Through the years my husband and I have learned to reuse items around the house. I’m naturally a “tosser” and my husband is more of a “saver.” Respectfully, my husband grew up with the mindset of saving items that could possibly be reused for other things. My upbringing was one of a clutter-free home. Together we have learned to re-use, re-purpose and up-cycle items around the house.
I wanted to share with you ideas for that lonely single sock. You know the one; you find it when you are folding laundry. Somewhere through the process, it lost its mate. You save the sock, thinking that eventually the mate will return and they will be reunited. However, the day comes when you clean out your sock drawer and there are all these lonely socks. Instead of tossing them in the trash, I’ve come up with some ideas to give them new life.
When my kids were toddlers I would encourage them to help me clean the house. I figured if I had them cleaning, they wouldn’t have the opportunity to destroy another part of the house. So I went to my handy Tupperware tote of single socks and place socks on each of the hands. Then I encouraged them to wipe all the wood surfaces they could find. As they got older and I was sure they would only wipe wood and not the windows, I would put lemon oil on the socks to wipe on the wood. After they completed their task, I would drop the socks in the laundry and store in the lonely socks tote.
My daughter took dance class when she was young; we would turn old knee high socks (that had holes in the toe) into leg warmers. We cut off the foot portion of the sock and tucked the cut off end under to create the leg warmers. She was thrilled with her new dancewear and looked very stylish with her flashy leg warmers.
Toddler socks do not usually become stained or ruined. Using them for mittens in cool weather is easier than trying to place a thumb in a store bought mitten. Give toddler-lonely single socks new life as a mitten.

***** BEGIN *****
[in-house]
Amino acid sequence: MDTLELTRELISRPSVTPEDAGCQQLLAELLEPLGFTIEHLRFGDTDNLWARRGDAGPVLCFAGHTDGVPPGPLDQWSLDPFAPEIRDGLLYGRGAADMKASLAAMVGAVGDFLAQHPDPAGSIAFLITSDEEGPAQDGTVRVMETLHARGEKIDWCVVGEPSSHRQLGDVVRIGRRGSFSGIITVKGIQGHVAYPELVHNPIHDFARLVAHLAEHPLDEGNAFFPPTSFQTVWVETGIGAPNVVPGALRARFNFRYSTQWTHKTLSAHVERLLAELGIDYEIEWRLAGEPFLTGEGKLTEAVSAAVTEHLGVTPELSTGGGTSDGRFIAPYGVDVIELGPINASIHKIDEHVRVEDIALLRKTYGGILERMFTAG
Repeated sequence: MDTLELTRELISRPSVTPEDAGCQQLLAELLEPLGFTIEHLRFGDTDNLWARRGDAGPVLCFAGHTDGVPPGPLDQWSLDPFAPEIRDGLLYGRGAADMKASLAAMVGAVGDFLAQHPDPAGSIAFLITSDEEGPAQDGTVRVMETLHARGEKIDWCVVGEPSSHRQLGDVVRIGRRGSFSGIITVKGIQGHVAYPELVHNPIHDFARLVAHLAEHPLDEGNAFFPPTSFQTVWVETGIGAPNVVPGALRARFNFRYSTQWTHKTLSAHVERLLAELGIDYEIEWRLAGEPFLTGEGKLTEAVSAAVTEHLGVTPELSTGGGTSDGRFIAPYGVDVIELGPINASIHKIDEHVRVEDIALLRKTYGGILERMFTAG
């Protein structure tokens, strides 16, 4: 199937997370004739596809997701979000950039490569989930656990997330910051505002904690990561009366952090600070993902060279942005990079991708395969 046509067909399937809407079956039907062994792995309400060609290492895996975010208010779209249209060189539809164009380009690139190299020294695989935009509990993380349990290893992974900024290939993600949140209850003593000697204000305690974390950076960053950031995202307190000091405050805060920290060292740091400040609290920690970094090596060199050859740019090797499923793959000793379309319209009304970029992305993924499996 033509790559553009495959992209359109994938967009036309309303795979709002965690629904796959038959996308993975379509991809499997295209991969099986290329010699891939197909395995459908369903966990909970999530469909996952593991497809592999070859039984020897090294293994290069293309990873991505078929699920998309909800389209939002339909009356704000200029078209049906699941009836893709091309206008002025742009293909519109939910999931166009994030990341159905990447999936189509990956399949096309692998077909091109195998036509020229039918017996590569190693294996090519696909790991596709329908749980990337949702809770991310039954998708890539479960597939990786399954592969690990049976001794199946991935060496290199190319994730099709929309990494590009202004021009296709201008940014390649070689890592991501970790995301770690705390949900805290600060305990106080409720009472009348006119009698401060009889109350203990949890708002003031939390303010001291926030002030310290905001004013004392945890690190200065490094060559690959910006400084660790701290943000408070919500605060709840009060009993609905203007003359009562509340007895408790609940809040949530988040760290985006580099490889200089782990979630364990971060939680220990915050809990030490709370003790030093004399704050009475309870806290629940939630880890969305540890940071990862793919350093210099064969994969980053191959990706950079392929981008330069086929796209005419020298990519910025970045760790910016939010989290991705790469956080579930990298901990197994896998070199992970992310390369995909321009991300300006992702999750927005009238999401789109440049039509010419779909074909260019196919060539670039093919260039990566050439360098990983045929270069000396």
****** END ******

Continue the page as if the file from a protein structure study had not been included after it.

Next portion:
During the winter months, I wear long sleeve shirts, but I usually stretch them out pushing the sleeves up while doing household chores. As the day wears on the sleeves get loose and will not stay pushed up. It became frustrating when I was doing dishes or cooking, I discovered a simple solution. Cut the ribbed portion of an old sock off, slip it over the end of your shirt sleeve. The sock will help hold your sleeves up and save frustration. To keep them handy, you can put a set of ribbed sleeve holders in your kitchen drawer for quick access.
If you can sew (doesn’t need to be perfect) you can make your own heat/cold pack. Take a stray sock and cut the foot portion of the sock off. Sew one end closed and fill with crushed dry corn or beans. Sew the other end closed and you have a hot/cold pack. You can warm the pack in the microwave or place it in the freezer. The heat is great for sore achy muscle and the cool is relaxing for a headache. If you take and cut the foot off another sock and slide over the hot/cold pack you have a sleeve that is washable.
There are so many uses for those single socks. They are great for holding items, such as, wet umbrellas in cars (remember to remove sock when you get home or your umbrella will get moldy), wet soap in your travel bag, jewelry when traveling, small toys for the car or simply holding other stray socks in a drawer. Saving a sock can be a great way to reuse an old item and give new purpose for that lonely sock.